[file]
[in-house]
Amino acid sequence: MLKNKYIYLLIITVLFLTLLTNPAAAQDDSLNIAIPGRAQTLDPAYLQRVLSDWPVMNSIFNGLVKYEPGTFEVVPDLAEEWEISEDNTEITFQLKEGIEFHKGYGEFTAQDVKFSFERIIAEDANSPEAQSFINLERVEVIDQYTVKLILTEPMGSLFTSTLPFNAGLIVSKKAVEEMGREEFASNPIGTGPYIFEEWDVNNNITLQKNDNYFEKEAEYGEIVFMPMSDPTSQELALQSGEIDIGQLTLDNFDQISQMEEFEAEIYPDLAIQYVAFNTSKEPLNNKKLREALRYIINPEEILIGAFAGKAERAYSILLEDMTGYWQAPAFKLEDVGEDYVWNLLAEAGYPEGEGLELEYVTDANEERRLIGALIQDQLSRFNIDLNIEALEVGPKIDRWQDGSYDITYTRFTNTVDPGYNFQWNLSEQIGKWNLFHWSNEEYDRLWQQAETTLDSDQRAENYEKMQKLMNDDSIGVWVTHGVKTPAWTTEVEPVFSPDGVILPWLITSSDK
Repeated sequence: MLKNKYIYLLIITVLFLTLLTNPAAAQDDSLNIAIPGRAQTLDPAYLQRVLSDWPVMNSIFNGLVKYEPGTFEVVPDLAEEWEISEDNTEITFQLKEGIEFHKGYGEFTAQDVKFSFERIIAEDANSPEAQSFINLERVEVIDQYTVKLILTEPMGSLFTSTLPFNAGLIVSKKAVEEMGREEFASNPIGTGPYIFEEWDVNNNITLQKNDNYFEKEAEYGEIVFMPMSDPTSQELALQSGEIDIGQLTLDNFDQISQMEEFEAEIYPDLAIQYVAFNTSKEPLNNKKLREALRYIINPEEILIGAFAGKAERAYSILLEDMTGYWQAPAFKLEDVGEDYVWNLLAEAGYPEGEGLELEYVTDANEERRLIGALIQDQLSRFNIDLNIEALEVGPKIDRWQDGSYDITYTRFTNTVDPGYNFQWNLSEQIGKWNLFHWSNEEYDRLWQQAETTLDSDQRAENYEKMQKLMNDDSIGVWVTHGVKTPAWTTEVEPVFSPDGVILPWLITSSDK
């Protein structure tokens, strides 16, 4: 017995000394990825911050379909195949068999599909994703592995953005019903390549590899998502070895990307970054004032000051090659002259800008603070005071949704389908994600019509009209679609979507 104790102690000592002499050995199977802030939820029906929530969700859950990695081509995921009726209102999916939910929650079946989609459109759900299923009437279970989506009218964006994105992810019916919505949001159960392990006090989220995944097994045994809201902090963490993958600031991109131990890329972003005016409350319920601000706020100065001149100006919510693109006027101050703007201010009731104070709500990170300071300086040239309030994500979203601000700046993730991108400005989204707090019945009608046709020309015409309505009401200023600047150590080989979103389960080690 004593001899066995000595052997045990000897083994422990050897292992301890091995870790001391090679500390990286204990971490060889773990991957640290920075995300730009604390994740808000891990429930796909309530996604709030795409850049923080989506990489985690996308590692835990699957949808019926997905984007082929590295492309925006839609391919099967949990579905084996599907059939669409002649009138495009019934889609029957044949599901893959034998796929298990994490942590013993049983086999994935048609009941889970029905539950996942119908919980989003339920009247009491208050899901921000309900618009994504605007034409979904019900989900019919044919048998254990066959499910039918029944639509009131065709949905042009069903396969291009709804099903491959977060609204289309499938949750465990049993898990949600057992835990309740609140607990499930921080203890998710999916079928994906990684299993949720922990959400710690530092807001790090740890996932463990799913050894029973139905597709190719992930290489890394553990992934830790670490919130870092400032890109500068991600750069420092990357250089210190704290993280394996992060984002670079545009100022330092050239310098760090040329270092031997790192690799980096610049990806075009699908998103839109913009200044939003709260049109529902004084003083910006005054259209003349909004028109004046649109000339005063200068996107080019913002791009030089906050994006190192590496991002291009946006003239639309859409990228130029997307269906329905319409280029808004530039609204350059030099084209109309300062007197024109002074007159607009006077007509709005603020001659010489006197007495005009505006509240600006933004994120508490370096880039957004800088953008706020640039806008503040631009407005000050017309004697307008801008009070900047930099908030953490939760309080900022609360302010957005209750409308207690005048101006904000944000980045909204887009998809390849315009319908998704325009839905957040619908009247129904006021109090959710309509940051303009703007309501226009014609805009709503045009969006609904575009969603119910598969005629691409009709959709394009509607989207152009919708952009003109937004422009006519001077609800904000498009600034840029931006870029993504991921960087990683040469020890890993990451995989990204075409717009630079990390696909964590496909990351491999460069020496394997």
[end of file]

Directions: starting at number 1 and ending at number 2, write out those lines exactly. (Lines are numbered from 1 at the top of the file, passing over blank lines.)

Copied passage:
[in-house]
Amino acid sequence: MLKNKYIYLLIITVLFLTLLTNPAAAQDDSLNIAIPGRAQTLDPAYLQRVLSDWPVMNSIFNGLVKYEPGTFEVVPDLAEEWEISEDNTEITFQLKEGIEFHKGYGEFTAQDVKFSFERIIAEDANSPEAQSFINLERVEVIDQYTVKLILTEPMGSLFTSTLPFNAGLIVSKKAVEEMGREEFASNPIGTGPYIFEEWDVNNNITLQKNDNYFEKEAEYGEIVFMPMSDPTSQELALQSGEIDIGQLTLDNFDQISQMEEFEAEIYPDLAIQYVAFNTSKEPLNNKKLREALRYIINPEEILIGAFAGKAERAYSILLEDMTGYWQAPAFKLEDVGEDYVWNLLAEAGYPEGEGLELEYVTDANEERRLIGALIQDQLSRFNIDLNIEALEVGPKIDRWQDGSYDITYTRFTNTVDPGYNFQWNLSEQIGKWNLFHWSNEEYDRLWQQAETTLDSDQRAENYEKMQKLMNDDSIGVWVTHGVKTPAWTTEVEPVFSPDGVILPWLITSSDK